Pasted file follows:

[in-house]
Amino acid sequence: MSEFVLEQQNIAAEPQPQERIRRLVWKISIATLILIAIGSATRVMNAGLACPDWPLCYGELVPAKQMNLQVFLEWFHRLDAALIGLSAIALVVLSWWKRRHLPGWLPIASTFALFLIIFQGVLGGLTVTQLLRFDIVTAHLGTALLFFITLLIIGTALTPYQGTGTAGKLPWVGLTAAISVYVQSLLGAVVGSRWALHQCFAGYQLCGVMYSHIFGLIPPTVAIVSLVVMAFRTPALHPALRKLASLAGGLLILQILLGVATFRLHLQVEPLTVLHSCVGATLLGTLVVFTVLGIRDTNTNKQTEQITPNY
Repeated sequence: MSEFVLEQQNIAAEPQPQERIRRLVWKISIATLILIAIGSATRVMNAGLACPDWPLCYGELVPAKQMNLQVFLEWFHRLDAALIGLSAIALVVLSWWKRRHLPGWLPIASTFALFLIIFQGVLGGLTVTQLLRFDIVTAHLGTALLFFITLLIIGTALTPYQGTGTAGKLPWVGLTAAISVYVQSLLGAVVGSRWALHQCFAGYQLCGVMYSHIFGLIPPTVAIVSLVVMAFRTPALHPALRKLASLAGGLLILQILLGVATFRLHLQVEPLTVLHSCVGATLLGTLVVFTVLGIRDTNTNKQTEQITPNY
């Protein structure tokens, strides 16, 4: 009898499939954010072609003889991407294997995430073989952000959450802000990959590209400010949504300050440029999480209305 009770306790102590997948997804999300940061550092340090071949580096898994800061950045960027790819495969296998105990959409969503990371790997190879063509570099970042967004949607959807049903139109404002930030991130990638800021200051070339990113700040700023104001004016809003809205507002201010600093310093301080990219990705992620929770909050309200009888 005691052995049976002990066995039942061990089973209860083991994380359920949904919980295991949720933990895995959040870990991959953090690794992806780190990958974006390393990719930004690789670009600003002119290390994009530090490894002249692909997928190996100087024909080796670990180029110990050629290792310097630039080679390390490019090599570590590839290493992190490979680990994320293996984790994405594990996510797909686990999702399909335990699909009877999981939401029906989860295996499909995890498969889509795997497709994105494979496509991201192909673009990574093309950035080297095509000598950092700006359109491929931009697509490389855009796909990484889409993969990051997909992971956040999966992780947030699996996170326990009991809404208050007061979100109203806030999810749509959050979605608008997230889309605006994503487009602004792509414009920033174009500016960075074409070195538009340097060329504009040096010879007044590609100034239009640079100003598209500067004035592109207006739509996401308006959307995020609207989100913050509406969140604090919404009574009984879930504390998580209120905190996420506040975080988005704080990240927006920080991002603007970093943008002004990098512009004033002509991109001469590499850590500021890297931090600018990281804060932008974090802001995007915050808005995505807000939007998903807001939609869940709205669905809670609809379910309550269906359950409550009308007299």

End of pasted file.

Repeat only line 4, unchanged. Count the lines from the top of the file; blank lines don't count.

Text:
């Protein structure tokens, strides 16, 4: 009898499939954010072609003889991407294997995430073989952000959450802000990959590209400010949504300050440029999480209305 009770306790102590997948997804999300940061550092340090071949580096898994800061950045960027790819495969296998105990959409969503990371790997190879063509570099970042967004949607959807049903139109404002930030991130990638800021200051070339990113700040700023104001004016809003809205507002201010600093310093301080990219990705992620929770909050309200009888 005691052995049976002990066995039942061990089973209860083991994380359920949904919980295991949720933990895995959040870990991959953090690794992806780190990958974006390393990719930004690789670009600003002119290390994009530090490894002249692909997928190996100087024909080796670990180029110990050629290792310097630039080679390390490019090599570590590839290493992190490979680990994320293996984790994405594990996510797909686990999702399909335990699909009877999981939401029906989860295996499909995890498969889509795997497709994105494979496509991201192909673009990574093309950035080297095509000598950092700006359109491929931009697509490389855009796909990484889409993969990051997909992971956040999966992780947030699996996170326990009991809404208050007061979100109203806030999810749509959050979605608008997230889309605006994503487009602004792509414009920033174009500016960075074409070195538009340097060329504009040096010879007044590609100034239009640079100003598209500067004035592109207006739509996401308006959307995020609207989100913050509406969140604090919404009574009984879930504390998580209120905190996420506040975080988005704080990240927006920080991002603007970093943008002004990098512009004033002509991109001469590499850590500021890297931090600018990281804060932008974090802001995007915050808005995505807000939007998903807001939609869940709205669905809670609809379910309550269906359950409550009308007299």